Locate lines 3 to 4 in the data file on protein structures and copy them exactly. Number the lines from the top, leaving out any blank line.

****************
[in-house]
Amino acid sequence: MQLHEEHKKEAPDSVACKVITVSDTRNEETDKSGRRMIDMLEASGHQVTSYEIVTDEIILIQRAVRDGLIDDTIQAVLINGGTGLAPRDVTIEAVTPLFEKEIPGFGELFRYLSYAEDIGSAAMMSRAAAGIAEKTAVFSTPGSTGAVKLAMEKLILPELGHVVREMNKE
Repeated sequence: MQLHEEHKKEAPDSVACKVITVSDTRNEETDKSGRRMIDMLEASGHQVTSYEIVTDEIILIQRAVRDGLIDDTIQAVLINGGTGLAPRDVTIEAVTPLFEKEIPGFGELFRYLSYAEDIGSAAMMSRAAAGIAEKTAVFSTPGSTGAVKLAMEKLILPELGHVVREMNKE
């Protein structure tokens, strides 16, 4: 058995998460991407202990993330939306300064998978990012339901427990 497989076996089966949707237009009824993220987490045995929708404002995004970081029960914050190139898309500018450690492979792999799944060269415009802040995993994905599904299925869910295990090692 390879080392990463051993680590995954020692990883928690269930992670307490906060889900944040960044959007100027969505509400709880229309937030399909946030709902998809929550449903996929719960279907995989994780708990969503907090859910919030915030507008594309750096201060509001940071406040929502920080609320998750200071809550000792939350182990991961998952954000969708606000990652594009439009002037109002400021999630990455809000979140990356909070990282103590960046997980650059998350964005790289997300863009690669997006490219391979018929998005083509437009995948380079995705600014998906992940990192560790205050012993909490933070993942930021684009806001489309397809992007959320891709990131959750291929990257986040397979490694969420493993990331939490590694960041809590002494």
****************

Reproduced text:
Repeated sequence: MQLHEEHKKEAPDSVACKVITVSDTRNEETDKSGRRMIDMLEASGHQVTSYEIVTDEIILIQRAVRDGLIDDTIQAVLINGGTGLAPRDVTIEAVTPLFEKEIPGFGELFRYLSYAEDIGSAAMMSRAAAGIAEKTAVFSTPGSTGAVKLAMEKLILPELGHVVREMNKE
């Protein structure tokens, strides 16, 4: 058995998460991407202990993330939306300064998978990012339901427990 497989076996089966949707237009009824993220987490045995929708404002995004970081029960914050190139898309500018450690492979792999799944060269415009802040995993994905599904299925869910295990090692 390879080392990463051993680590995954020692990883928690269930992670307490906060889900944040960044959007100027969505509400709880229309937030399909946030709902998809929550449903996929719960279907995989994780708990969503907090859910919030915030507008594309750096201060509001940071406040929502920080609320998750200071809550000792939350182990991961998952954000969708606000990652594009439009002037109002400021999630990455809000979140990356909070990282103590960046997980650059998350964005790289997300863009690669997006490219391979018929998005083509437009995948380079995705600014998906992940990192560790205050012993909490933070993942930021684009806001489309397809992007959320891709990131959750291929990257986040397979490694969420493993990331939490590694960041809590002494």